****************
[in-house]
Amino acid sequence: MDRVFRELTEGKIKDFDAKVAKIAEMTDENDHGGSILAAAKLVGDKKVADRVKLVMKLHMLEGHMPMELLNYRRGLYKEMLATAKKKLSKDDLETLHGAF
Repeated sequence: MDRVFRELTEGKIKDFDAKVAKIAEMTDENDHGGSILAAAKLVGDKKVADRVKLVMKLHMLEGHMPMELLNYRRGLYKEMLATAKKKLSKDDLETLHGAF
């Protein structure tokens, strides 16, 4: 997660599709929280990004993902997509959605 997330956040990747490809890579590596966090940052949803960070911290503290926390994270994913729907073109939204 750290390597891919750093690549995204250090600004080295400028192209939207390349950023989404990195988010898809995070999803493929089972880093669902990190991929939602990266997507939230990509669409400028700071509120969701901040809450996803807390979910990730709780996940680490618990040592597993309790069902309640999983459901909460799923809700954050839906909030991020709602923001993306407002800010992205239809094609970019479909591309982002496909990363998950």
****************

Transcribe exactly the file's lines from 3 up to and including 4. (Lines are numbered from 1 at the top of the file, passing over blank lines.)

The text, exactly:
Repeated sequence: MDRVFRELTEGKIKDFDAKVAKIAEMTDENDHGGSILAAAKLVGDKKVADRVKLVMKLHMLEGHMPMELLNYRRGLYKEMLATAKKKLSKDDLETLHGAF
């Protein structure tokens, strides 16, 4: 997660599709929280990004993902997509959605 997330956040990747490809890579590596966090940052949803960070911290503290926390994270994913729907073109939204 750290390597891919750093690549995204250090600004080295400028192209939207390349950023989404990195988010898809995070999803493929089972880093669902990190991929939602990266997507939230990509669409400028700071509120969701901040809450996803807390979910990730709780996940680490618990040592597993309790069902309640999983459901909460799923809700954050839906909030991020709602923001993306407002800010992205239809094609970019479909591309982002496909990363998950």